D. Leo Monahan, at 86; versatile sportswriter who focused on hockey

D. Leo Monahan, longtime Boston sports reporter and columnist and hockey expert, died on March 27 at the age of 86. A native of South Boston, D. (for Daniel) Leo worked 38 years on Boston’s Hearst newspapers – the Daily Record, Record-American, Herald-American (He won the Hearst National Writing Contest three times) —and served as special Boston correspondent for Sports Illustrated from 1960-1990.
As part of that job, he was asked to keep an eye on promising local sportswriters for the relatively new national magazine. In 1964, he recommended Dorchester’s Mark Mulvoy for a rookie baseball-writing position at SI. Mulvoy left the Boston Globe’s sports staff and headed to New York. He stayed with SI for the next 34 years, and retired as the magazine’s editor-in-chief.
Mr. Monahan also furnished a weekly column for the St. Louis-based Sporting News for 15 years and wrote a regular column for the Dorchester Reporter for a number of years after retiring from the Hearst company. He also worked in PR at UMass Boston.
In 1986, Mr. Monahan was enshrined in hockey’s Hall of Fame, one of the rare Americans to be so honored at that time. He covered the NHL, and especially the Boston Bruins, from 1948 to 1990.
A Belmont resident, Monahan was the husband of the late Stella (Frechette) and the loving father of Rita Monahan-Earley and her husband Charles of Arlington, Mary Reed and her husband Tommie of Texas, Gail Monahan of Belmont, and the late Stella Monahan LeDoux. He was the beloved grandfather of Kathleen and C. Daniel Leo Earley, and Daniel and Mary Reed and great-grandfather to five boys. Mr. Monahan’s brother Bob was also a sportswriter in Boston, first with the Hearst papers and then with the Boston Globe where he finished his writing career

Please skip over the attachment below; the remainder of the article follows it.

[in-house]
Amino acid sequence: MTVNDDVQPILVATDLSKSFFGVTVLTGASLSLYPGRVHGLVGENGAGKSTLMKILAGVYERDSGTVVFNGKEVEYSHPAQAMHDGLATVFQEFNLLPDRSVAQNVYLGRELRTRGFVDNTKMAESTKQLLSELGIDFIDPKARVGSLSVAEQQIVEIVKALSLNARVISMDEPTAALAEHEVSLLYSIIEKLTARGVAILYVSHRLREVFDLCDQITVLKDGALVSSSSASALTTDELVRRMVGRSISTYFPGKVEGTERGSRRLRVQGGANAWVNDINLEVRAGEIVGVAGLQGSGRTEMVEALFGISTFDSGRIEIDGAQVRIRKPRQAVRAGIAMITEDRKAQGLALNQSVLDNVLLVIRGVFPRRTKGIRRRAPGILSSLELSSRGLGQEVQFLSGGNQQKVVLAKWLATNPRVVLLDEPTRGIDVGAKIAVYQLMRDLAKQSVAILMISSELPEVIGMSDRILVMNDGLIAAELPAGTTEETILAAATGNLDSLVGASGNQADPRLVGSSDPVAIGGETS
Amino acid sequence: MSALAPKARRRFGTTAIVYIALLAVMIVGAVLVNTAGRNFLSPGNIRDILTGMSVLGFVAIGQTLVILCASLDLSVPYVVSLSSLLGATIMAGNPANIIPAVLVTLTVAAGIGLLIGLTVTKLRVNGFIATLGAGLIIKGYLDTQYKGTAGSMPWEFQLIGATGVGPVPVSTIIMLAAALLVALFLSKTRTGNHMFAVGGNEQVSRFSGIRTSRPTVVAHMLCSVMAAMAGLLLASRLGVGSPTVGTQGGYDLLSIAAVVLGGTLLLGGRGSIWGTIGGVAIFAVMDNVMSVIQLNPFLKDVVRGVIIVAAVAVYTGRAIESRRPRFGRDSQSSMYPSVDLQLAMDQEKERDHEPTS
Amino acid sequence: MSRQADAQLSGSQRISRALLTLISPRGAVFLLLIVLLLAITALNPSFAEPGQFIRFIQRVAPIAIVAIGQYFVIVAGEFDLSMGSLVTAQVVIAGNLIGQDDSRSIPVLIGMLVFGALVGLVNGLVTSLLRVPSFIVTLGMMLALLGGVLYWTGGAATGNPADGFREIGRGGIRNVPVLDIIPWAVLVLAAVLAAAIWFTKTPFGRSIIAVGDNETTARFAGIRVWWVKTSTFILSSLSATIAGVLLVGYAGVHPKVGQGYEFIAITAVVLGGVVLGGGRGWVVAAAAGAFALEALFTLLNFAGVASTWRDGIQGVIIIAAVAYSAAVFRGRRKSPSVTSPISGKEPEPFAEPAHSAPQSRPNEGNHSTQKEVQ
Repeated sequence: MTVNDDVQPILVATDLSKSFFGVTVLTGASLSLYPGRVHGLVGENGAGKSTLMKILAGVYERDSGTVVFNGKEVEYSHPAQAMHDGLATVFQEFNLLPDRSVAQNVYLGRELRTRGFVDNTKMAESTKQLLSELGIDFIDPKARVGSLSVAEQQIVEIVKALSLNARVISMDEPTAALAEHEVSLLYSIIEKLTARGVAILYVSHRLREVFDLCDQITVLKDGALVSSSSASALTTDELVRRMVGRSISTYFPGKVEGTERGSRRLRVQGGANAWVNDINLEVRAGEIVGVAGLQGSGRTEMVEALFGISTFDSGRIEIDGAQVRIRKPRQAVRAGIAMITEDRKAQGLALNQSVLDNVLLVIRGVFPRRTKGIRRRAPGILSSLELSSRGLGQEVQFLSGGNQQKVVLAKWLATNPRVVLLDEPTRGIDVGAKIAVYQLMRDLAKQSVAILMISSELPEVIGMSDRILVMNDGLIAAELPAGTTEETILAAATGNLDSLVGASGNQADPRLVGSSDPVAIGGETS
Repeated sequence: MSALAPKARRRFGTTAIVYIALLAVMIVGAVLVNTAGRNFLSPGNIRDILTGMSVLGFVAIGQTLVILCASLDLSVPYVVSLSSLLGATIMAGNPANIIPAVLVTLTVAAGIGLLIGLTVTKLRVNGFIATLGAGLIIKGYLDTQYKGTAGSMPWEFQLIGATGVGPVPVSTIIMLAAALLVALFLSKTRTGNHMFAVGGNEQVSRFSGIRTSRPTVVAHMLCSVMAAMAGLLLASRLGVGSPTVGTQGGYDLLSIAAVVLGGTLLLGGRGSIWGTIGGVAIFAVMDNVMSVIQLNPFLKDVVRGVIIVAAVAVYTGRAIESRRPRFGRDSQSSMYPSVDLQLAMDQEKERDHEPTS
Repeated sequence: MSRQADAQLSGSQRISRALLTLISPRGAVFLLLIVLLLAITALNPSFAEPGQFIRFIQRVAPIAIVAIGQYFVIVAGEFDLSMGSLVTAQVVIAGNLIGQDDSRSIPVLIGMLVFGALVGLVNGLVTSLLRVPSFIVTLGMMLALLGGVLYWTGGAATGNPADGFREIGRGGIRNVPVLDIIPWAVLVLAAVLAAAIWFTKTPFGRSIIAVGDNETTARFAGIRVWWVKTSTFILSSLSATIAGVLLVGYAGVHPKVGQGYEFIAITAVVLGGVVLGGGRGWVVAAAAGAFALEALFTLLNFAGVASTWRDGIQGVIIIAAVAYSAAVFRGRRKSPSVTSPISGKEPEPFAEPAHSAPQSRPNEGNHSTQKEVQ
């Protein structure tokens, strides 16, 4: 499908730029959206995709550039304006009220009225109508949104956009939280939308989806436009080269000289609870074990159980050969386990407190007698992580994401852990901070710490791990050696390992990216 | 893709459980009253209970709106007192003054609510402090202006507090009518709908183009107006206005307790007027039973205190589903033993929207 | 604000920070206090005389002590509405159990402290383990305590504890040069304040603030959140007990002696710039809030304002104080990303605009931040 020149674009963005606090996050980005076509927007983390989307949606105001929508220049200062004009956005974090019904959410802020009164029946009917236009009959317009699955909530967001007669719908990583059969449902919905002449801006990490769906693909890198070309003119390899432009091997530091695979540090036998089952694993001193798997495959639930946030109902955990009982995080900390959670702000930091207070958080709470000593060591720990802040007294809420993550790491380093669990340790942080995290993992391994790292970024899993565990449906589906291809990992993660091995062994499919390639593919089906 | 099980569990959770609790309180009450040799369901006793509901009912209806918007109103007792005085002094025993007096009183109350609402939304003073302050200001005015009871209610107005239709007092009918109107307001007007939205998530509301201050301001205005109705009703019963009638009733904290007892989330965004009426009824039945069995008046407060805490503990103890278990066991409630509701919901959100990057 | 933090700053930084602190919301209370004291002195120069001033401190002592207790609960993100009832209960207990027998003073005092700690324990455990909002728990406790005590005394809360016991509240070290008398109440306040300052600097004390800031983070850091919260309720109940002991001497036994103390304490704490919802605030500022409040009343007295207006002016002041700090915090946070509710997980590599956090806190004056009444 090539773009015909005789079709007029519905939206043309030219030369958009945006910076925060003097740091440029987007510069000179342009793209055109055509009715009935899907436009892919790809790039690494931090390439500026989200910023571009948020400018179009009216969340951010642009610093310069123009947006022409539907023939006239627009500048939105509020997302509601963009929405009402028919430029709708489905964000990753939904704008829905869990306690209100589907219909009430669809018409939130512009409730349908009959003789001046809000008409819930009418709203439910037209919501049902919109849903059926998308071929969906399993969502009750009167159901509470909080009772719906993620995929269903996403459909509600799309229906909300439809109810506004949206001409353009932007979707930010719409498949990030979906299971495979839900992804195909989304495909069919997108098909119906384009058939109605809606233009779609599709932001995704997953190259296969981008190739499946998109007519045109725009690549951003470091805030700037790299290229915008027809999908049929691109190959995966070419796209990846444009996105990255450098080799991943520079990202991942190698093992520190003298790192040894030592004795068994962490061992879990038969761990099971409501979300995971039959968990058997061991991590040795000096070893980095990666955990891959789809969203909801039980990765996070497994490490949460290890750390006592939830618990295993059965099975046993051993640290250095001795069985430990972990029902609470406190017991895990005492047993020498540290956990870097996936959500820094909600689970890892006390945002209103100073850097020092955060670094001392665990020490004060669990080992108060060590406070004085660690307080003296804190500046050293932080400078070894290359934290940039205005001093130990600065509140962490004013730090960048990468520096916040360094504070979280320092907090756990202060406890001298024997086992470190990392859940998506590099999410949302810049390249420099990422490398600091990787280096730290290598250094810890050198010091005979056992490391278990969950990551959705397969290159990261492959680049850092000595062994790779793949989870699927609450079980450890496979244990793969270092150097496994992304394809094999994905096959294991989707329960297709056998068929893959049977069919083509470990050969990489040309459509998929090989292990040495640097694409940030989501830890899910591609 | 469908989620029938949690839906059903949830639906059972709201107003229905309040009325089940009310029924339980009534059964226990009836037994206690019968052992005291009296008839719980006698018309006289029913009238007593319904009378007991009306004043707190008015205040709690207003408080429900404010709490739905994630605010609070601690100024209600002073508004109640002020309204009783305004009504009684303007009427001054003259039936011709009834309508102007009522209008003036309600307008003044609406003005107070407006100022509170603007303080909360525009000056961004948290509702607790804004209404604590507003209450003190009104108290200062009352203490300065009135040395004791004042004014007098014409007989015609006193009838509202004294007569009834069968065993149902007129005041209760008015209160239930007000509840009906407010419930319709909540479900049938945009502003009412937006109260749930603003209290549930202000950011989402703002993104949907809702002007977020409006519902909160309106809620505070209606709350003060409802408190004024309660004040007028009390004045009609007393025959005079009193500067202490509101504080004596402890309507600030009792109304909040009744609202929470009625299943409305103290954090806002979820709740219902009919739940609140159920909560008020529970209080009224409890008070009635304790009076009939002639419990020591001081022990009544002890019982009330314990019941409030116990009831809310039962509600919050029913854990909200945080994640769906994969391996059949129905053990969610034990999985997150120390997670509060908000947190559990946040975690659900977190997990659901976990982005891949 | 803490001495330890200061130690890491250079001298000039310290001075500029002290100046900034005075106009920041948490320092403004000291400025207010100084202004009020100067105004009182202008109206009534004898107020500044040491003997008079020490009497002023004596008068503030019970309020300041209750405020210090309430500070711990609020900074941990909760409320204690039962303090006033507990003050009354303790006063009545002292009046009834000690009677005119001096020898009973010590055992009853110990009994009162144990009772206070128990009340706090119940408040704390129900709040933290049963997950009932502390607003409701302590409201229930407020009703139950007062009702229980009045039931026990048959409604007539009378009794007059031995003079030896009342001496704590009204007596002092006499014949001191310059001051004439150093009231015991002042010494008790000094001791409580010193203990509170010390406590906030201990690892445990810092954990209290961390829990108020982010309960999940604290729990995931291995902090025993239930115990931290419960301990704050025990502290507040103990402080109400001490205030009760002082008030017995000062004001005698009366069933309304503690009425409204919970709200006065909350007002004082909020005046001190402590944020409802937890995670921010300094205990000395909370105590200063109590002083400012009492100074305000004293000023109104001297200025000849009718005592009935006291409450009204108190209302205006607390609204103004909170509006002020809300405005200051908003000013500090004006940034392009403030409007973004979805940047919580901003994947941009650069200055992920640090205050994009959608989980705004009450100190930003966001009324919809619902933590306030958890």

Mr. Monahan served in the US Navy during the fighting in World War II.
There was a funeral Mass for Mr. Monahan on Tuesday at Sacred Heart Church in Watertown. Interment was in St. Patrick’s Cemetery in Watertown.

Joseph F. Dolan, at age 88; was Milton insurance man

Joseph F. Dolan, 88, of Dorchester, a longtime resident of Milton who ran an insurance agency for many years, died peacefully at his home following a brief illness on Thurs., March 21.
At his funeral Mass at St. Gregory’s Church on Monday, Mr. Dolan’s son Tom delivered a eulogy, excerpts from which follow:
“On behalf of our entire family, I’d like to thank you all for coming here today to remember him, and celebrate his life.
He reveled in our successes, and he comforted us when we failed. He was the consummate family man.
“I was especially lucky because Dad and I worked together for over 10 years at the Dolan Insurance Agency. During those 10 years he and I became very close. … Dad was honest, very smart, funny, and fun to be with. He was comfortable with brilliant big-shots from fancy schools as well as homeless souls who had lost everything.